In order for a prosecutor to convict an alleged offender of leaving the scene of a crash in Florida, he or she must prove the following four elements beyond a reasonable doubt:
- The alleged offender was the driver of a vehicle involved in a crash resulting in injury to or death of any person, or resulting in property damage to another person;
- The alleged offender knew or should have known that he or she was involved in a crash;
- The alleged offender knew or should have known of the injury to or death of the other person, or of the property damage caused to another;
- Either the alleged offender willfully failed to stop at the scene of the crash, or as close to the crash as possible, and failed to remain there until he or she had given identifying information to the other driver, occupant, person attending vehicle, or investigating police officer; or the alleged offender failed to render “reasonable assistance” to the injured person if such treatment appeared to be necessary or was requested by the injured person.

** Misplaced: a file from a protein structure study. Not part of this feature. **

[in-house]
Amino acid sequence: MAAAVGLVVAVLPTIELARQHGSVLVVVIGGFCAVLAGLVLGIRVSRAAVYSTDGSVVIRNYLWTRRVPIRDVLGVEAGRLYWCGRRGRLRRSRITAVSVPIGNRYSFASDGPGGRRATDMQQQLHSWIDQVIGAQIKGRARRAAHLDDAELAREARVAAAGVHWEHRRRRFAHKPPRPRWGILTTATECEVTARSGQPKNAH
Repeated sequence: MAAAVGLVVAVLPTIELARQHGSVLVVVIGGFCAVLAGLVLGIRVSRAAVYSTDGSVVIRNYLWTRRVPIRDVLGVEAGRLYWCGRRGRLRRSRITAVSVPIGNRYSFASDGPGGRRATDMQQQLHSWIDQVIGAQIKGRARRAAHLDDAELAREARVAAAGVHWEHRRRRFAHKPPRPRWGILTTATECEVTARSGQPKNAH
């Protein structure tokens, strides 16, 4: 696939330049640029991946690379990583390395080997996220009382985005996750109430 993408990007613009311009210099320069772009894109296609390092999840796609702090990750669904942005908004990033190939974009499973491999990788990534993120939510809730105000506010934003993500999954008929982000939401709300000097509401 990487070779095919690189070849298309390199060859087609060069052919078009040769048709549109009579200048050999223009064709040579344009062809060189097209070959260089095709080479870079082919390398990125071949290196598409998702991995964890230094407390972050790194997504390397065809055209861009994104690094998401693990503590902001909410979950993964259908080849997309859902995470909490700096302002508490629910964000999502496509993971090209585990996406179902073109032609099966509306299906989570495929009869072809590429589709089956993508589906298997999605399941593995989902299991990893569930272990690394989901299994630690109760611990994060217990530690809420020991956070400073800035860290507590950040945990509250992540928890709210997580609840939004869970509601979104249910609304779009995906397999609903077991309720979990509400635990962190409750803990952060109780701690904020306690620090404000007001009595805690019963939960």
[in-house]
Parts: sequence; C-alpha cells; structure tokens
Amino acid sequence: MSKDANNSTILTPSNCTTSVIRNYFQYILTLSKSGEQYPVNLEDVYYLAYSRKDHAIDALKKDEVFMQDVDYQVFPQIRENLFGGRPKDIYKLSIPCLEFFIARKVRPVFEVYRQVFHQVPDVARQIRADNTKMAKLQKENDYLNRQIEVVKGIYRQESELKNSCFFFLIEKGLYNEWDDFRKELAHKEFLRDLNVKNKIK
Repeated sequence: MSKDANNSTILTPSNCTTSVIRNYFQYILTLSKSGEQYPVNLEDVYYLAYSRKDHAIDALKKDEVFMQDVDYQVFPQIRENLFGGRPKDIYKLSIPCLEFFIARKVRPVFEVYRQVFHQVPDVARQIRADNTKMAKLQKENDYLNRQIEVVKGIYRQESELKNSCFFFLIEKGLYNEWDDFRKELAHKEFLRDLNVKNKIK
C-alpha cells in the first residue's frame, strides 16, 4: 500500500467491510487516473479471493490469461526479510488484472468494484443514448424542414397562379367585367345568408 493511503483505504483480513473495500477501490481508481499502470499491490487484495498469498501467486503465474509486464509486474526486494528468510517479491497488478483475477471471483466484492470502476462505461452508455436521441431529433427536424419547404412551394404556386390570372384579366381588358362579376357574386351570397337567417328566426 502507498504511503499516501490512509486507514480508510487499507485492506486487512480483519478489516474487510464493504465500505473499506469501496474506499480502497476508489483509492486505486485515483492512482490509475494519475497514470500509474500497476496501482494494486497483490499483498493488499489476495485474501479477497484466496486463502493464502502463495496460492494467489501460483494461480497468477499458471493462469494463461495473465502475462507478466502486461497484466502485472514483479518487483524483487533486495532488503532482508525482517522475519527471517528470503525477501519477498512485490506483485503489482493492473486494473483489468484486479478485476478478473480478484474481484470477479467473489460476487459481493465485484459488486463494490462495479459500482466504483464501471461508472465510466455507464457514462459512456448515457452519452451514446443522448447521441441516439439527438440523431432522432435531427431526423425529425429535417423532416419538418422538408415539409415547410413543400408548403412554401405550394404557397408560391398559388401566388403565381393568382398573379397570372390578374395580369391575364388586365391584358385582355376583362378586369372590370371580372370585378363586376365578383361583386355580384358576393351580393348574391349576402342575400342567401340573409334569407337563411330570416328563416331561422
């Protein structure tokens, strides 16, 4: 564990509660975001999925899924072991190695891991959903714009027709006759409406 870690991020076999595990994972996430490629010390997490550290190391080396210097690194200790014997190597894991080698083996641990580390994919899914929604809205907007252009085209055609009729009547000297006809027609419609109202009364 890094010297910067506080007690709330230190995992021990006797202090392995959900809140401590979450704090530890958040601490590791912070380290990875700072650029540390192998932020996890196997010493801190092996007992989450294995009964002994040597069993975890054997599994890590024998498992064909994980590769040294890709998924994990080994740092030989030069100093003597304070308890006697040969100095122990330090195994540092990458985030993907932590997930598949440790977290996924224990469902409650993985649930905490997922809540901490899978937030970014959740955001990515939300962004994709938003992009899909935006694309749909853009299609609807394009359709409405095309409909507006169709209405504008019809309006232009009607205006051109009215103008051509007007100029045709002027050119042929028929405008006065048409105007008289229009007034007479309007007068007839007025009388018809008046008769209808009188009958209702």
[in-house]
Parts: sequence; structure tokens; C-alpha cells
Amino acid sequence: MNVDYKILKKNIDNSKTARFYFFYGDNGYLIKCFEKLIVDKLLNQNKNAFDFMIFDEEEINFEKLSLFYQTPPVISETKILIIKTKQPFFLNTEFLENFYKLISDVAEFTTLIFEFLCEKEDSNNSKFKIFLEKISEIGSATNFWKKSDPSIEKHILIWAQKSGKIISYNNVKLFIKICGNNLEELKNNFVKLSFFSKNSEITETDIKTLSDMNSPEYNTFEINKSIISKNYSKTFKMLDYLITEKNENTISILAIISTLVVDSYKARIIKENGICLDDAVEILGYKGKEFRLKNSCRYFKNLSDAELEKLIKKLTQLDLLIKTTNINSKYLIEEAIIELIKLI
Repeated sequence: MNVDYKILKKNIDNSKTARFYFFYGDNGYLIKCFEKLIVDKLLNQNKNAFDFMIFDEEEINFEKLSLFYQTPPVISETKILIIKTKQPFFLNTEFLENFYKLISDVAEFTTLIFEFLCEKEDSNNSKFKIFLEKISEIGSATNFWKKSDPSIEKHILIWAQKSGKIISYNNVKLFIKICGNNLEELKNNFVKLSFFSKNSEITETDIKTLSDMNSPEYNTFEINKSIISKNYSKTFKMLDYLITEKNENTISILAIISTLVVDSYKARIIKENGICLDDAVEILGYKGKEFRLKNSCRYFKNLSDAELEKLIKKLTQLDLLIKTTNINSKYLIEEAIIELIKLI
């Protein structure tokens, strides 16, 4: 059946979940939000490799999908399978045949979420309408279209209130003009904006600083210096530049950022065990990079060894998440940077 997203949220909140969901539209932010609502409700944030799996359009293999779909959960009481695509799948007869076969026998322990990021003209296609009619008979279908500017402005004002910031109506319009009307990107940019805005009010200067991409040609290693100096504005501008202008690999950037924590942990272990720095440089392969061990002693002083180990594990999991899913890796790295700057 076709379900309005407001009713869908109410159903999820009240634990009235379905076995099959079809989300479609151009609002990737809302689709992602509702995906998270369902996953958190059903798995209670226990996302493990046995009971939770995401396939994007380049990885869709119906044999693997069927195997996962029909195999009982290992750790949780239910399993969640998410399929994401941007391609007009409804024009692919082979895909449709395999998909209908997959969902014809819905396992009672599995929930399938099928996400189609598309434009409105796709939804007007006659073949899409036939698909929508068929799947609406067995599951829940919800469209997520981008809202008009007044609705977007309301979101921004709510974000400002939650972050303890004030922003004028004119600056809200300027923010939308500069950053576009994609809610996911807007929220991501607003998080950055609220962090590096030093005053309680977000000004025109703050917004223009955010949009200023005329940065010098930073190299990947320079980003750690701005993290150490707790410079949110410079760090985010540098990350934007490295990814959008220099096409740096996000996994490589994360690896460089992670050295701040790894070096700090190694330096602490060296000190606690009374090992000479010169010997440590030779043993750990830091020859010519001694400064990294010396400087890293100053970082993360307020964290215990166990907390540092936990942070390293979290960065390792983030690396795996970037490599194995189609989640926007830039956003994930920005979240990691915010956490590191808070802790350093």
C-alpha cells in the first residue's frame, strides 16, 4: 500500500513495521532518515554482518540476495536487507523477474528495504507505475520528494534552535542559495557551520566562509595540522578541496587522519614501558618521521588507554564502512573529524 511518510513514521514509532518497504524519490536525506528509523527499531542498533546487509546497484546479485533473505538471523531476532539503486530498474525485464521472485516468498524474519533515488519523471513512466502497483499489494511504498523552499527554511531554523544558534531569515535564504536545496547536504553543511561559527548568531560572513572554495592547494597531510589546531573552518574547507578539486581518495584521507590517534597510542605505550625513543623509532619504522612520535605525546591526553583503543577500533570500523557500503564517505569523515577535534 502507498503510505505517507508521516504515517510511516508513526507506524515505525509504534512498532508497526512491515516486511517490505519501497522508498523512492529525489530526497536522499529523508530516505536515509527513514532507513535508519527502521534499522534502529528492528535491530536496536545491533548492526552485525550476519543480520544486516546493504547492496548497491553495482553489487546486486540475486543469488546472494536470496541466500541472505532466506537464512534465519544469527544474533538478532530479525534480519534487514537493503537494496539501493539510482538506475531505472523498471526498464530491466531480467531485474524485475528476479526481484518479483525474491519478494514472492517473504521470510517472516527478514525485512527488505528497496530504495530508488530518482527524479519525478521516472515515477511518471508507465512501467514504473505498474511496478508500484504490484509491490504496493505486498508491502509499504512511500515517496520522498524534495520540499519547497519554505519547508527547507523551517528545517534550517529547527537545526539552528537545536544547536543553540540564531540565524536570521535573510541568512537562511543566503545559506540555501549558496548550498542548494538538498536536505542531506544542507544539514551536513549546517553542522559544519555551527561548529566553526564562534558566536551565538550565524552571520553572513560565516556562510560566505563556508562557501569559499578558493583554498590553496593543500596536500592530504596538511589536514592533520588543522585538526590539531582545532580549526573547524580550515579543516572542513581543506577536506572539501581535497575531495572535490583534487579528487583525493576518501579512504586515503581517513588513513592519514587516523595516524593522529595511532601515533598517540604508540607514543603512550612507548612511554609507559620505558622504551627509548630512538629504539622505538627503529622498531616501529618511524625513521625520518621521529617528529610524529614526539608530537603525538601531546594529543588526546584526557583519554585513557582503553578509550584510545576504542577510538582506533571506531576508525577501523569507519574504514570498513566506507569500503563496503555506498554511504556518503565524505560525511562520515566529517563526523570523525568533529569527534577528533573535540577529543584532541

Convictions for hit and run can result in the any of the following sentences, depending on the classification of the offense:
- Second-Degree Misdemeanor — Up to 60 days in jail and/or fine of up to $500;
- Third-Degree Felony — Up to five years in prison and/or fine of up to $5,000;
- Second-Degree Felony — Up to 15 years in prison and/or fine of up to $10,000; or
- First-Degree Felony — Up to 30 years in prison and/or fine of up to $10,000.
Florida Leaving the Scene of an Accident Resources